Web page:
Forst Zinna - July 2022

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After a long hiatus, partially enforced by the pandemic, I found myself at the airport waiting for a flight to one of my favourite cities, Berlin. I had even managed to convince UrbanX to dust off his Urbex gear, so this was going to be a trip and a half.

I had seen many a report and heard just as many rumours of the type of security the site had seen in the past. It appears they are no longer overly concerned about the site as we spent over 6 hours wandering and far from our normal stealthy selves.



The History


As with so many of these bases, within the forests of Germany, the Wehrmacht constructed numerous training spaces and temporary living quarters for its soldiers.

Forst Zinna, or Lager III as it was originally named, was built in 1934 during the early days of the Third Reich It served as part of the country’s rearmament program and was located an hour from Berlin.

During World War II, it had numerous multi-story buildings and included barracks, training room, admin buildings and prison to mention just a few.

Adolf Hitler Lager, as it was known to those within the Nazi Party, was first used to house members of the SS. In 1935, it became a training camp for artillery officers.

By 1939/40 the artillery officer training was relocated and the base started training drivers in the use of tracked vehicles. As the Reich crumbled several units of the Wermacht who had reformed at the base found themselves fighting the advancing Red army. They managed to push the advancing army back and eventually surrendered to US forces in 1945.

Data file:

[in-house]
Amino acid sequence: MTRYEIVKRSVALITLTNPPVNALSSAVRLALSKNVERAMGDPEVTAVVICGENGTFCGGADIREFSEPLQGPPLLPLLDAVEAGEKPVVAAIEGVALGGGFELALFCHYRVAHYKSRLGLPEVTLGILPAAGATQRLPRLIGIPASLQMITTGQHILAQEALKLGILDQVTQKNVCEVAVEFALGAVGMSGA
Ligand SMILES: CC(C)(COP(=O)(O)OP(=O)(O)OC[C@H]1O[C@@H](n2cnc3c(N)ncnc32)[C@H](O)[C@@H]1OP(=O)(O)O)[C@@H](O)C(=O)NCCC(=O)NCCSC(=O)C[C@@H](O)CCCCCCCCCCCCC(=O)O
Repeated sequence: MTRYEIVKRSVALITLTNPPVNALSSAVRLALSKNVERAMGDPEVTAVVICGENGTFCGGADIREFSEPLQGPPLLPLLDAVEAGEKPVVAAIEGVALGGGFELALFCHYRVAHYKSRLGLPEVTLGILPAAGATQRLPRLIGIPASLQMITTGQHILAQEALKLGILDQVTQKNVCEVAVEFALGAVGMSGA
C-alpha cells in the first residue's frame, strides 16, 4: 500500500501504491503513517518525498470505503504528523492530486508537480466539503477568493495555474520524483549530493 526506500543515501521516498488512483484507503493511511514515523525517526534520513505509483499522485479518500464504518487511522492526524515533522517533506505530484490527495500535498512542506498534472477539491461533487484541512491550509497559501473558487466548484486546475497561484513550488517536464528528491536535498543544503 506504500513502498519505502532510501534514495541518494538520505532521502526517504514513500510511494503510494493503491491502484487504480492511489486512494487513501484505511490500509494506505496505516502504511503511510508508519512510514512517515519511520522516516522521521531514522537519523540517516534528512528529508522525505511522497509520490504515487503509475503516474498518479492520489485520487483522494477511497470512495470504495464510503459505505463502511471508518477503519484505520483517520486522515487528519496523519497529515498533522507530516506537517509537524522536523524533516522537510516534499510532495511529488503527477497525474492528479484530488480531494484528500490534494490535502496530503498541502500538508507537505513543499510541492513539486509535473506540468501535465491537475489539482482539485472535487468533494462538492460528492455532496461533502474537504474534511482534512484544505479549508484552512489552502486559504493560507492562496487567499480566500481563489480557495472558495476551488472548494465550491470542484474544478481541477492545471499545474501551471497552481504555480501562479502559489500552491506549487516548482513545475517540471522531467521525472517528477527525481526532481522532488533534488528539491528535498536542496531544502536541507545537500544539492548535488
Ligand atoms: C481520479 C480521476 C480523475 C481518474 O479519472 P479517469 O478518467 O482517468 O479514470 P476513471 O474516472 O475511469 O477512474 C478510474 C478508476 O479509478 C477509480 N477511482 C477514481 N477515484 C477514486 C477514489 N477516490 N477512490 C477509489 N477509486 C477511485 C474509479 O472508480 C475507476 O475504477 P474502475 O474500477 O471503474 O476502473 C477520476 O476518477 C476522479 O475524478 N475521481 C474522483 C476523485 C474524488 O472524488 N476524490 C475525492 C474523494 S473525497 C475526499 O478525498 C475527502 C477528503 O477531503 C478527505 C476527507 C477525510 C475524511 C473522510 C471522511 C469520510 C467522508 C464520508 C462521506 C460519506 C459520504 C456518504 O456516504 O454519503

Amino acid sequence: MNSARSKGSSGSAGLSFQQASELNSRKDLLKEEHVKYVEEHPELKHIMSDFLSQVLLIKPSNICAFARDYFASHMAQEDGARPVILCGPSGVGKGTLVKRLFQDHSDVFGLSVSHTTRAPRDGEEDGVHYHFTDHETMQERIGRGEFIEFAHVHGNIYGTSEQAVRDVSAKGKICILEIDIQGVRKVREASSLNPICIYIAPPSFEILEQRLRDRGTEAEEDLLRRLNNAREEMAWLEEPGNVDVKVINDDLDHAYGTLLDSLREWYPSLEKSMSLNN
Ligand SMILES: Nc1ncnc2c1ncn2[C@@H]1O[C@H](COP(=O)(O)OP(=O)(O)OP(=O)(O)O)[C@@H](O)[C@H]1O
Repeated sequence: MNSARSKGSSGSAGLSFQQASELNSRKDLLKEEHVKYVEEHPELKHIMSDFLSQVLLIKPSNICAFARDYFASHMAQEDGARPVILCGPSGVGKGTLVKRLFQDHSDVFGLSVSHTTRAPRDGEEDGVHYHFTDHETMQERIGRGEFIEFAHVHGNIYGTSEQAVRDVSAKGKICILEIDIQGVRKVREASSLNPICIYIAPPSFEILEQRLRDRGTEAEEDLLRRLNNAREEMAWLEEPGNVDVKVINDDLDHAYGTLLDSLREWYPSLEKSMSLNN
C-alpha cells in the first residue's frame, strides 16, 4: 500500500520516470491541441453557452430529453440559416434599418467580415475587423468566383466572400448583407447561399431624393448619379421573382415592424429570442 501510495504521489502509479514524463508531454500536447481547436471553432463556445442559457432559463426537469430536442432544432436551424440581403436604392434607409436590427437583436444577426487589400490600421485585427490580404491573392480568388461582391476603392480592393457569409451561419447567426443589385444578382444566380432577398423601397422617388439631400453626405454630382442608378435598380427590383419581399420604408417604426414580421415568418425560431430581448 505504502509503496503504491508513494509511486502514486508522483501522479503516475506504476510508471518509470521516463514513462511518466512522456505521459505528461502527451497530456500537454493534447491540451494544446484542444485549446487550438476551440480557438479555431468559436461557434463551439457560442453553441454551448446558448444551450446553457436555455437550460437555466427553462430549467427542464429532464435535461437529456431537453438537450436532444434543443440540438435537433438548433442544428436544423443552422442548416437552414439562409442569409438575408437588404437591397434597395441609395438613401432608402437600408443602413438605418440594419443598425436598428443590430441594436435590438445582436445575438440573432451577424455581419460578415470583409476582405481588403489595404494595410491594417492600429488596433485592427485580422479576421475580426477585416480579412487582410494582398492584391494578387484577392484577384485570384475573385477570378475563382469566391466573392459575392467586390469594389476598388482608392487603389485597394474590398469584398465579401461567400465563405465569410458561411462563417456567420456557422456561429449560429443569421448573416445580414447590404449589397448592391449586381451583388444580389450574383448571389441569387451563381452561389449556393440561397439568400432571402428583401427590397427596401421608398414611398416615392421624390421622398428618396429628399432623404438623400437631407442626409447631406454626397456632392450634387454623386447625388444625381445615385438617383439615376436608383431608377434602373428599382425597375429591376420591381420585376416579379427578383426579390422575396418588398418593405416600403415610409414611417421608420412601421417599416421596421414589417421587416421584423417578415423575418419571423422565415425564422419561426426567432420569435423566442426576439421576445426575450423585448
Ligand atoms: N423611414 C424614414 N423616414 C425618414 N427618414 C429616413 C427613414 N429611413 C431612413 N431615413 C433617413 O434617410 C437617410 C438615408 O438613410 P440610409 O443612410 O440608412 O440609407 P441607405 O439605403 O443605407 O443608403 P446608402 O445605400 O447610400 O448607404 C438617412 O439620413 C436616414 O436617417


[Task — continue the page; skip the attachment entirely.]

The base fell into Russian hands and was used to house those displaced or imprisoned by the Nazi regime, although most of these were moved there forcibly.

Later in life the base was expanded and used by the 18th Guards Tank Unit & 118th Tank Training Unit. The base continued to grow and new areas created, including a zoo.

January 1988, Forst Zinna was the location of one of the worst railway accidents the GDR would experience. An express train crashed into a Soviet tank on the tracks. Six people lost their lives and another 33 were injured. The Soviet Army were deemed to be responsible for the tragedy.


The Photos

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UrbanX

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What are the chances eh? I just logged on and this pops up!

Fantastic set of photos, and it was a pleasure as always!
 

wolfism

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Nice one, glad this is still doable because other sites like Krampnitz are gradually being redeveloped.
 

Priority 7

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I was tempted to pop past Krampnitz as I loved it and was lucky to see all of it before redevelopment. But its not really a pop past location. They are slowly tearing down Zinna too apparently.
 

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